Three dot lounge: Interesting to note that Carly Fiorina’s sudden flip flop on unemployment insurance legislation in the Senate comes the same day a new Field Poll shows that 53 percent of her supporters – not to mention 71 percent of independents – agree with Roe v. Wade, which the Hurricane has promised to undo. Must be getting kinda’ lonely out there on the far right, despite what horse’s ass George Will sez about how mainstream she is…

You know you’re in trouble when the New York Times enlists recalled governor Gray Davis to give you advice on how to save your sinking presidency…News to us that you can still watch the great Watergate-era newspaper show “Lou Grant” in reruns. Where the hell are Rossi and Billy when you need ‘em?…Kudos to Coco Timesman Steve Harmon for flying the MSM flag  on calling eMeg to account for her Pinocchio prevarications.

Today’s sign the end of civilization is near: Major bust for minor blockbuster.

Mining the Field Poll: Climate Change, Gov, Senate

Monday, July 12th, 2010

Buried in last week’s Field Poll were some nifty data that confirm something Calbuzz has been arguing for quite a while: that California’s pioneering climate-change law, and now Prop. 23 which seeks to suspend it, is a key political marker in the governor’s race and in the Senate race as well.

The Field Poll found Jerry Brown and Meg Whitman in a statistical tie – 44% for Brown and 43% for Whitman. When a political contest is tied, analysts like to find variables that demonstrate powerful — significant — differences.

Party registration is always one of the most muscular variables. About 74% of Democrats are supporting Brown, for example, and about 80% of Republicans are supporting Whitman.

The Field Poll  also found that Prop. 23, the measure to suspend AB32’s requirement to rollback the level of greenhouse gases in California, is running behind, with 48% of the voters opposed and 36% in favor – generally regarded as a weak starting point for a ballot measure.*

But a separate crosstab that the Field Poll ran at our request showed that voters who favor Prop. 23 are supporting Whitman over Brown by 55-34% while those who oppose the measure are supporting Brown  by 54-34% — virtual mirror images.

At the same time, and even more impressive: Whitman voters are supporting Prop. 23 by 45-36% but Brown supporters are opposing the measure by an even stronger 60-28%. These are differences you can call statistically significant.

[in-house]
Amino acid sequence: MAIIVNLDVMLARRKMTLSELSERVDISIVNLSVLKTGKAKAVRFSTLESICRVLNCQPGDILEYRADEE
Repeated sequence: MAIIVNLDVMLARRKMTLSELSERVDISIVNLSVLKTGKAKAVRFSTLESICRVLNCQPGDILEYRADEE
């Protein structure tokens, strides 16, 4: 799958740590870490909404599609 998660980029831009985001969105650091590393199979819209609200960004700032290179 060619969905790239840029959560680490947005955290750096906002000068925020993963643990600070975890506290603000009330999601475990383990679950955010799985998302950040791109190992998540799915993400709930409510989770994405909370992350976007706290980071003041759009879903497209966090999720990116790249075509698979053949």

Some, but not all of this is the effect of party registration, since Democrats oppose Prop. 23 by 57-31% and Republicans support it 47-33%. But it’s also clear that there’s some powerful correlation going on between opposition to overturning AB32 and who voters are supporting in the governor’s race.

It’s important, too, that independents – who are supporting Whitman over Brown by just 42-39% — also are opposed to Prop. 23 by 53-29%. If Brown makes those independents aware that Whitman has called for a suspension of the state’s climate-change law, it could create a problem for Whitman among this important group of voters.

There’s a strong connection between Prop. 23 and the Senate race, too.

Fiorina voters favor Prop. 23 by 47-34% while Boxer voters are opposed 62-27%. At the same time, supporters of Prop. 23 favor Fiorina over Boxer by 58-35% while opponents of Prop. 23 favor Boxer 60-32%.

The undecideds in the Senate race are opposed to the measure 47-28% — giving Boxer an opening to make inroads among voters who haven’t made up their mind about the Senate race but who know for sure they don’t want to roll back California’s climate change law.

Digging further into the Field Poll crosstabs yielded some other nuggets:

— Brown’s favorable-unfavorable ratio among Democrats is just 68-15%, the reverse of his standing among Republicans which is 68-15% unfavorable. But among non-partisans – the true swing vote in California — Brown’s got a further problem: his standing is 47-34% unfavorable. On the other hand, his ratio is 50-34% favorable among moderates.

— Among voters age 18-29, 35% have no opinion about Brown, among voters 30-39, 33% have no clue about him and three in 10 Latinos have no opinion about him. In other words, Brown has an enormous task ahead introducing himself to young voters before they hear about him from Whitman.

— Whitman’s got favorability problems of her own. Her status among Republicans is 65-18% favorable and among Democrats it’s 60-20% unfavorable. Like Brown, the independents have an unfavorable view of her – 46-40%. Unlike Brown, moderates have a negative view of her, too: 45-39% unfavorable.

— Despite spending a jillion dollars on TV and radio ads in the past few months, she’s not much better known among the 18-29 year-old voters than Brown is: 30% have no opinion of her and among those who have an opinion it’s 43-27% unfavorable. (The younger voters who know Brown like him a lot more: 39-26% favorable.)